All those patients with primary liberal fasciotomy even with borderline muscle viability at the time of primary vascular repair had the least amputation rate. There was no significant increase in infection rate. Soaked dressings were changed regularly. One significant complication with primary liberal fasciotomy was pain which needed short interval analgesics. Also changing dressings in these patients was time consuming and significantly painful which demanded extra patience by patient as well as attending resident. These patients have long lasting paresthesia at graft site with varied presentation. Patients in high dependency units with no or limited fasciotomy obscured signs of compartment syndrome due to liberal use of analgesics. Delayed or revised fasciotomy in these patients helped to a very limited extent, and in the long run gave a functionally disabled limb with chronic pain in saved limbs.
4.1. Psychological Impact
Delayed fasciotomy, revision fasciotomy and disability due to amputation/vegetative limb or chronic limb parasthesia all have a very strong psychological impact in contrast to less morbidity associated with primary liberal fasciotomy.
In patients with primary liberal fasiotomy crossing knee and ankle in lower limb, elbow and wrist in upper limb with cutting some fibers of reticulum at ankle or wrist appreciably improved blood flow. Any vascular injury associated with blunt trauma limb, fracture, venous injury, longer duration of ischemia; below knee/ elbow vascular repair needed primary liberal fasciotomy whether the patient had a tense compartment at the time of vascular repair or not.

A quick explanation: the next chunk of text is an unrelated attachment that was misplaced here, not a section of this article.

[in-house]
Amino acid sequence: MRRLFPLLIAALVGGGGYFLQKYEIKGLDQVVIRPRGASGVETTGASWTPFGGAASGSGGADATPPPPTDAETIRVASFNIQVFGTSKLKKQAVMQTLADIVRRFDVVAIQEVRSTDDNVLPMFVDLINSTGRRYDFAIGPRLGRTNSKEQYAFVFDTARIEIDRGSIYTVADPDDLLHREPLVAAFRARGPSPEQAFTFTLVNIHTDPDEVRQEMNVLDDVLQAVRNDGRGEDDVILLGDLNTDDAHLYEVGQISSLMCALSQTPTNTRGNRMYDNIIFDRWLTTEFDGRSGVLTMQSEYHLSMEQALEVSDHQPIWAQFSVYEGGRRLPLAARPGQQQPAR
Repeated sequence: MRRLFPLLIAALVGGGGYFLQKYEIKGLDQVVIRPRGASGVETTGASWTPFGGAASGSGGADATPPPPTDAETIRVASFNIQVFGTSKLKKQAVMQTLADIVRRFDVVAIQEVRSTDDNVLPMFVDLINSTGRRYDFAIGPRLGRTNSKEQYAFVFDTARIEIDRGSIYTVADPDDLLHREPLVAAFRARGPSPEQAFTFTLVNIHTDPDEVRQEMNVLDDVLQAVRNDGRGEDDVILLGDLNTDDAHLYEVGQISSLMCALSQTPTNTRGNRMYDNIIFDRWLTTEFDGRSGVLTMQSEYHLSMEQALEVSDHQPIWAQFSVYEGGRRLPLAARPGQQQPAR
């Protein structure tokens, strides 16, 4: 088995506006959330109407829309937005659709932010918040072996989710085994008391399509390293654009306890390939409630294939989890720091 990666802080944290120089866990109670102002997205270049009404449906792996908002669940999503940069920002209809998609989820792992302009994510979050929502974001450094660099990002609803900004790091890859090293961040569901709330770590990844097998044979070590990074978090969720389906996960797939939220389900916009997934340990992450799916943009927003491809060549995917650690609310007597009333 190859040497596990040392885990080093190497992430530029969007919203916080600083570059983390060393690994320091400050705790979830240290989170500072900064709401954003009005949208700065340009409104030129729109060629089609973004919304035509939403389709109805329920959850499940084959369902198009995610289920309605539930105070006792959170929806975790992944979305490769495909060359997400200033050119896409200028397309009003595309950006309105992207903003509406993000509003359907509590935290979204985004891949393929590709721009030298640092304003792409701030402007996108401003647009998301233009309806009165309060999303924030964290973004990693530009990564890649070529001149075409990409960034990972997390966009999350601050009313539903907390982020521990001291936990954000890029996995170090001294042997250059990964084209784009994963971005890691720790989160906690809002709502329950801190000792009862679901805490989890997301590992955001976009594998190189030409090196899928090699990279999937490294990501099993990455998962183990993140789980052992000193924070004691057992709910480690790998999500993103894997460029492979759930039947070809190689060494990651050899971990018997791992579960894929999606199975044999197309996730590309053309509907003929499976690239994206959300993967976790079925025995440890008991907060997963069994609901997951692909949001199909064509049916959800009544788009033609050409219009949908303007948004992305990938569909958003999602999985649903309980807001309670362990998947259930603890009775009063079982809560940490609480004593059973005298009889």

4.2. In Hospital Morbidity
Extensive soakage from fasciotomy wound needs frequent change of dressings, which is painful and cumbersome for patient. Frequent analgesics make patients apprehensive. Painful postural changes and difficulty in assuming comfortable postures effects sleep. Longer hospital stay is uncomfortable.
Compartment syndrome is a surgical emergency characterized by raised pressure in an unyielding osteofascial compartment caused by trauma, revascularization, myocyte edema after ischemia-reperfusion injury, or resuscitation (